Skip to main content

Management of epigenomic networks entailed in coronavirus infections and COVID-19

Abstract

Coronaviruses (CoVs) are highly diverse single-stranded RNA viruses owing to their susceptibility to numerous genomic mutations and recombination. Such viruses involve human and animal pathogens including the etiologic agents of acute respiratory tract illnesses: severe acute respiratory syndrome coronavirus (SARS-CoV), Middle East respiratory syndrome coronavirus (MERS-CoV), and the highly morbific SARS-CoV-2. Coronavirus disease 2019 (COVID-19), an emerging disease with a quick rise in infected cases and deaths, was recently identified causing a worldwide pandemic. COVID-19 disease outcomes were found to increase in elderly and patients with a compromised immune system. Evidences indicated that the main culprit behind COVID-19 deaths is the cytokine storm, which is illustrated by an uncontrolled over-production of soluble markers of inflammation. The regulation process of coronavirus pathogenesis through molecular mechanism comprise virus-host interactions linked to viral entry, replication and transcription, escape, and immune system control. Recognizing coronavirus infections and COVID-19 through epigenetics lens will lead to potential alteration in gene expression thus limiting coronavirus infections. Focusing on epigenetic therapies reaching clinical trials, clinically approved epigenetic-targeted agents, and combination therapy of antivirals and epigenetic drugs is currently considered an effective and valuable approach for viral replication and inflammatory overdrive control.

Background

Coronaviruses are non-segmented, enveloped viruses with a positive-sense single-stranded RNA genome belonging to Coronaviridae family [1,2,3]. CoVs share similar genome organization, but differ phenotypically and genotypically [4, 5]. High frequency of RNA recombination, RNA-dependent RNA polymerase (RdRp) fickleness, and the bulky genomes for RNA viruses are considered leading factors for CoVs’ diversity [5]. Humans are infected by seven CoVs, including HCoV-229E and HCoV-NL63 belonging to Alphacoronavirus; HCoV-OC43 and HCoV HKU1 belonging to Betacoronavirus lineage A; these four viruses are known to be endemic [4,5,6]. Three human coronaviruses (HCoVs) caused epidemics expressing high morbidity and mortality rates: SARS-CoV belonging to Betacoronavirus lineage B, MERS-CoV or HCoV-EMC belonging to Betacoronavirus lineage C, and the 2019 novel coronavirus 2019-nCoV/SARS-CoV-2 [6,7,8].

SARS-CoV emerged in Guangdong Province, China, in February, 2003 [9, 10]. It resulted in 8098 human infections and 774 deaths, and it disseminated into 37 countries [3, 11]. In 2012, MERS-CoV was initially detected in the Kingdom of Saudi Arabia revealing 2494 confirmed infected cases and 858 mortalities. It was spread to 27 additional countries [3, 12]. While the MERS-CoV outbreak has been mostly limited to the Middle Eastern region, it is likely that more re-emerging HCoVs might endanger the global communal health condition. SARS-CoV-2 was identified in late December, 2019 in Wuhan, China [8]. The World Health Organization (WHO) declared that COVID-19 was listed as the sixth Public Health Emergency of International Concern (PHEIC), implicating that it may pose risks to various countries and entail an international response [8, 13, 14]. A situation report showed COVID-19 data as received by WHO in 9 June 2020: 7,039,918 confirmed cases and 404,396 deaths were globally reported in American, European, Eastern Mediterranean, Western Pacific, South-East Asia, and African regions [15]. However, underestimating COVID-19’s burden was due to the fact that patients with mild COVID-19 symptoms or asymptomatic patients might not seek medical care for proper diagnosis.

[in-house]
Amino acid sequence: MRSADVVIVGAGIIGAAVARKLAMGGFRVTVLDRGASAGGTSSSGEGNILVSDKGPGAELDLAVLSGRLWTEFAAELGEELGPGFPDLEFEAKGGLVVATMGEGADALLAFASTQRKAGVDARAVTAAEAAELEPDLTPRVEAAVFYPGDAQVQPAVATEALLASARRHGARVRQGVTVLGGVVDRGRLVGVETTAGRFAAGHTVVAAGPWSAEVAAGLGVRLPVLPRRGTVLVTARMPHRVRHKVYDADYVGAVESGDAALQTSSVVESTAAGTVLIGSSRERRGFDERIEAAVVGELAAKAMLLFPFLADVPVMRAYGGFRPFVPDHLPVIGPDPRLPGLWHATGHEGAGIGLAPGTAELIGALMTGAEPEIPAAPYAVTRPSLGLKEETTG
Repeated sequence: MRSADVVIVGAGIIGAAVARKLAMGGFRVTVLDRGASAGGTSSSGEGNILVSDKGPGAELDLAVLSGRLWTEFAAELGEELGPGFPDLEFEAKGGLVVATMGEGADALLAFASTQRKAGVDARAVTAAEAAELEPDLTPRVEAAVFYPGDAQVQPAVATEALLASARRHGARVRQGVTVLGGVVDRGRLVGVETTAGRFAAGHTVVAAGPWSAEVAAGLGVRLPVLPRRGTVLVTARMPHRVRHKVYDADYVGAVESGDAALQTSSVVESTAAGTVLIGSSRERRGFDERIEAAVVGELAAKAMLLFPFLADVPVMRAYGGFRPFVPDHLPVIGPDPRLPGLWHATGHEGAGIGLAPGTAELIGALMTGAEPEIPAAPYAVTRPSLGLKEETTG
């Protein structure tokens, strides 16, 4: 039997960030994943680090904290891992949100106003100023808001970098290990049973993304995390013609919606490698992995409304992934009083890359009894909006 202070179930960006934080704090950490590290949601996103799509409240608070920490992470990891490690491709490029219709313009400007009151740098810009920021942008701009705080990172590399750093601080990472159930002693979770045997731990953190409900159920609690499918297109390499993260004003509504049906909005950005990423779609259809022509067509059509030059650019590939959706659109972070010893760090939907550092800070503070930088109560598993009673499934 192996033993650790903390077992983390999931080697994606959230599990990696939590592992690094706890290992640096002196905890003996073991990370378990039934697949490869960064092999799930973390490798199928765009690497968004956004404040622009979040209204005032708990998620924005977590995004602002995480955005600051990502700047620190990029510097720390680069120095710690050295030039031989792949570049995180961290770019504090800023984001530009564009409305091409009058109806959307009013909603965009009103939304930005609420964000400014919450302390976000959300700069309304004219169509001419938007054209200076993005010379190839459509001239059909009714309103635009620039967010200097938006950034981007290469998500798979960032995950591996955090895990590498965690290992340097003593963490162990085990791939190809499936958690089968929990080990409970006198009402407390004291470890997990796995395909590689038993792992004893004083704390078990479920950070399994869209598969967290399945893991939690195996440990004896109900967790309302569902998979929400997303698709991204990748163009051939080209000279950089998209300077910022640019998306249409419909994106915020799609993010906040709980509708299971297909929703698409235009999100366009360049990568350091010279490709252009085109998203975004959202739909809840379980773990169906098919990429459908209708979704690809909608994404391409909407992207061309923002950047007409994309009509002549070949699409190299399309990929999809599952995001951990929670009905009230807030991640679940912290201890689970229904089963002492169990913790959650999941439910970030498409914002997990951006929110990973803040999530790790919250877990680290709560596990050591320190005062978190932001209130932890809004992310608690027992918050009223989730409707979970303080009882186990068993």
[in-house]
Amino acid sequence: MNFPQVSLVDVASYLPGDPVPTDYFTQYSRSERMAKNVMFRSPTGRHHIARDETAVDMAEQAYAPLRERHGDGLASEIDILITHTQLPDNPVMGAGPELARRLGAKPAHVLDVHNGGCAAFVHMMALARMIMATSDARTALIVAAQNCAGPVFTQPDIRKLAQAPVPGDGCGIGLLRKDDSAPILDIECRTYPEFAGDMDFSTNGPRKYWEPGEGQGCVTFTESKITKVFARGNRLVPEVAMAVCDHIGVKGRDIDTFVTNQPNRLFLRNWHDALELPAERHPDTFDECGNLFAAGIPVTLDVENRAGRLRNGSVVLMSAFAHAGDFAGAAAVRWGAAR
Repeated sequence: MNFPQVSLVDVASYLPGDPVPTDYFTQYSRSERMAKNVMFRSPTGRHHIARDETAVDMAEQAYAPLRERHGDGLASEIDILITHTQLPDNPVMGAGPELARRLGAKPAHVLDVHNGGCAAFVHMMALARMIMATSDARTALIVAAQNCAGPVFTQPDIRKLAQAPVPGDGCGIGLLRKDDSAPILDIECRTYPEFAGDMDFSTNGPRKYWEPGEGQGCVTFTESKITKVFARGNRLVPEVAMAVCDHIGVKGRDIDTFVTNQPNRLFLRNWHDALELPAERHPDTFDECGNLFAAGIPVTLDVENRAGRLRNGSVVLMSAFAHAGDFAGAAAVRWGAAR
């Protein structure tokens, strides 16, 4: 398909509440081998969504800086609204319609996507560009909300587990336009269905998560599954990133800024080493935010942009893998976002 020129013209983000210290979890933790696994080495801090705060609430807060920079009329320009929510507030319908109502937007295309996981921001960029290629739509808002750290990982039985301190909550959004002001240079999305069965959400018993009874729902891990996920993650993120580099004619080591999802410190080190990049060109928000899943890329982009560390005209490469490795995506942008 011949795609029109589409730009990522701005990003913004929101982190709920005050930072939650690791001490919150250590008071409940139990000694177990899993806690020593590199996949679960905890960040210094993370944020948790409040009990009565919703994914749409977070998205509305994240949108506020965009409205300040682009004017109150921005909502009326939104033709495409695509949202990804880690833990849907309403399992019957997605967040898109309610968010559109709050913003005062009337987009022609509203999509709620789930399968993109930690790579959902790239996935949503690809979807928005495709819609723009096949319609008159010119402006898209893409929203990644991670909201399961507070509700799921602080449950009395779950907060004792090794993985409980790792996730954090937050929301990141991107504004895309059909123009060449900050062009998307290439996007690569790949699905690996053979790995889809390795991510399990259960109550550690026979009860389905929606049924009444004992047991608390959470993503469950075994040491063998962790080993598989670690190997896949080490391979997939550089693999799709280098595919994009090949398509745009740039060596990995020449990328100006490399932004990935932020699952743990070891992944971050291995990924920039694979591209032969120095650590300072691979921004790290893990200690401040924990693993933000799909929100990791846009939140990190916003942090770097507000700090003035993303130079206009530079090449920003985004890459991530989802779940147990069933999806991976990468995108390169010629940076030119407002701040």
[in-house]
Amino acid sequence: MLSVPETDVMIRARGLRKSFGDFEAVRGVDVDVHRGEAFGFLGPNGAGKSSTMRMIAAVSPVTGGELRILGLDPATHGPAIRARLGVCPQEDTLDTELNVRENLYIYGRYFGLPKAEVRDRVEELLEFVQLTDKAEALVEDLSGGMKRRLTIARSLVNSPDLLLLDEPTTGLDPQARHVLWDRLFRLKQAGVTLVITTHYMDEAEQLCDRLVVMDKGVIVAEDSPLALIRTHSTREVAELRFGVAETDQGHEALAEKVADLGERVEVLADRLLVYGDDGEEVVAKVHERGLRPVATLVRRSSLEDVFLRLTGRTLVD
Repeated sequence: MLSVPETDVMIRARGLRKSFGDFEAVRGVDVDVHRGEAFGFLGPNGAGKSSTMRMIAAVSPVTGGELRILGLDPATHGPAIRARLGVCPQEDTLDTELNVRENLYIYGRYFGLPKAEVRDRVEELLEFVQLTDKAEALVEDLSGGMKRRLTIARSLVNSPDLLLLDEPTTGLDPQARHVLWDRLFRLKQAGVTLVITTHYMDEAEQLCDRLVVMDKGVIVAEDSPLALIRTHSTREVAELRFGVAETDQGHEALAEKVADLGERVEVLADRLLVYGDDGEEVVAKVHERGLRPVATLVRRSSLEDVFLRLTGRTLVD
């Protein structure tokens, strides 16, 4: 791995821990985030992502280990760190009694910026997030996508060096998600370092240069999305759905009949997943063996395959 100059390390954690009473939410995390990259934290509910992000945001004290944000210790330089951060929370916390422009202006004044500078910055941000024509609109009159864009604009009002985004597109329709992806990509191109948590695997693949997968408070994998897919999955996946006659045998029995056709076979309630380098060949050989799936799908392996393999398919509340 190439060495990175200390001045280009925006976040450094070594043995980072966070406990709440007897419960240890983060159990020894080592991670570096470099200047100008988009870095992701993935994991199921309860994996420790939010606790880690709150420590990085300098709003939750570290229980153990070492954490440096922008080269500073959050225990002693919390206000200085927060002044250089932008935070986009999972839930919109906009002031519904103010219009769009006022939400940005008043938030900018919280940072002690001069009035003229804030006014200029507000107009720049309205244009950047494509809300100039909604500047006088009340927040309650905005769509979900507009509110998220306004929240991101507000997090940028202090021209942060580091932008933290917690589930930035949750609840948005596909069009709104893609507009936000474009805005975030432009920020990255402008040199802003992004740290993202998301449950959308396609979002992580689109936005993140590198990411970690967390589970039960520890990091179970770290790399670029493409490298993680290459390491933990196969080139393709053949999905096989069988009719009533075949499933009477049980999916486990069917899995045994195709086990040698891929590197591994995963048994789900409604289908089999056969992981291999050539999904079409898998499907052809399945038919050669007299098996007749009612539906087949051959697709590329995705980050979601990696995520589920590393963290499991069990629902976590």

As outbreaks can ensue rapidly worldwide, it is quite necessary to emphasize on novel therapeutic approaches. Although investment in biomedical and pharmaceutical research has increased significantly, the annual number of new treatments approved by the Food and Drug Administration (FDA) has remained relatively limited [11, 16]. Generally, the available treatment strategies for emerging coronavirus’ strains, that led to significant pandemics, are inadequate to effectively advance patient’s outcome [17]. These strategies have been less successful for RNA viruses compared to DNA viruses as the former mutates at a higher rate resulting in drug resistance [4]. Yet, HCoVs potentially influence the host’s epigenome, and this will aid in discovering new targets for therapeutic interventions to gain more insights for the development of antiviral therapeutics and vaccines [9, 18]. The primary objective of this review is to evaluate the epigenetic mechanisms involved in HCoVs’ infection and to highlight on epigenetic therapies in order to reduce peak incidence and global deaths resulting from HCoVs’ outbreaks worldwide.

Epigenetic mechanisms at work in coronavirus replication

Epigenetic regulation of coronavirus replication